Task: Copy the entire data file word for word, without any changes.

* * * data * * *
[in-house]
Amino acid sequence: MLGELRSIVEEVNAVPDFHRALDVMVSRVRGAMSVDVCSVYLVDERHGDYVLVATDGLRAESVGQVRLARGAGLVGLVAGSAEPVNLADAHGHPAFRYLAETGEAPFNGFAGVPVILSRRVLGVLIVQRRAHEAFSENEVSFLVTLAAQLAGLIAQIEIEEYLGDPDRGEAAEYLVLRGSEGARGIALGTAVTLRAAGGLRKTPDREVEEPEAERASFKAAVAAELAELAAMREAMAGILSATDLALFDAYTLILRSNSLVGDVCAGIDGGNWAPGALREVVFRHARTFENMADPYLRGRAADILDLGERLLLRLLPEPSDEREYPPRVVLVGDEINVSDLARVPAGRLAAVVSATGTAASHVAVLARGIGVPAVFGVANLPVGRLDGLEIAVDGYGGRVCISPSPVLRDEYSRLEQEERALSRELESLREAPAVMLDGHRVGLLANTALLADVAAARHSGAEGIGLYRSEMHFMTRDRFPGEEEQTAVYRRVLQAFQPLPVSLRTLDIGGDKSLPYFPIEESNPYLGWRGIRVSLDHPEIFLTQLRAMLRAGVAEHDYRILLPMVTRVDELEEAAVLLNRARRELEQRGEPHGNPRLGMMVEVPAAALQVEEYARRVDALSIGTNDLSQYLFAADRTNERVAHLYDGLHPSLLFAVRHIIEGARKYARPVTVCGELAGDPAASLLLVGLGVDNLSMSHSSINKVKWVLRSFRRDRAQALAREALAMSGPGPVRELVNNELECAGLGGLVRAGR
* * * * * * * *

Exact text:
[in-house]
Amino acid sequence: MLGELRSIVEEVNAVPDFHRALDVMVSRVRGAMSVDVCSVYLVDERHGDYVLVATDGLRAESVGQVRLARGAGLVGLVAGSAEPVNLADAHGHPAFRYLAETGEAPFNGFAGVPVILSRRVLGVLIVQRRAHEAFSENEVSFLVTLAAQLAGLIAQIEIEEYLGDPDRGEAAEYLVLRGSEGARGIALGTAVTLRAAGGLRKTPDREVEEPEAERASFKAAVAAELAELAAMREAMAGILSATDLALFDAYTLILRSNSLVGDVCAGIDGGNWAPGALREVVFRHARTFENMADPYLRGRAADILDLGERLLLRLLPEPSDEREYPPRVVLVGDEINVSDLARVPAGRLAAVVSATGTAASHVAVLARGIGVPAVFGVANLPVGRLDGLEIAVDGYGGRVCISPSPVLRDEYSRLEQEERALSRELESLREAPAVMLDGHRVGLLANTALLADVAAARHSGAEGIGLYRSEMHFMTRDRFPGEEEQTAVYRRVLQAFQPLPVSLRTLDIGGDKSLPYFPIEESNPYLGWRGIRVSLDHPEIFLTQLRAMLRAGVAEHDYRILLPMVTRVDELEEAAVLLNRARRELEQRGEPHGNPRLGMMVEVPAAALQVEEYARRVDALSIGTNDLSQYLFAADRTNERVAHLYDGLHPSLLFAVRHIIEGARKYARPVTVCGELAGDPAASLLLVGLGVDNLSMSHSSINKVKWVLRSFRRDRAQALAREALAMSGPGPVRELVNNELECAGLGGLVRAGR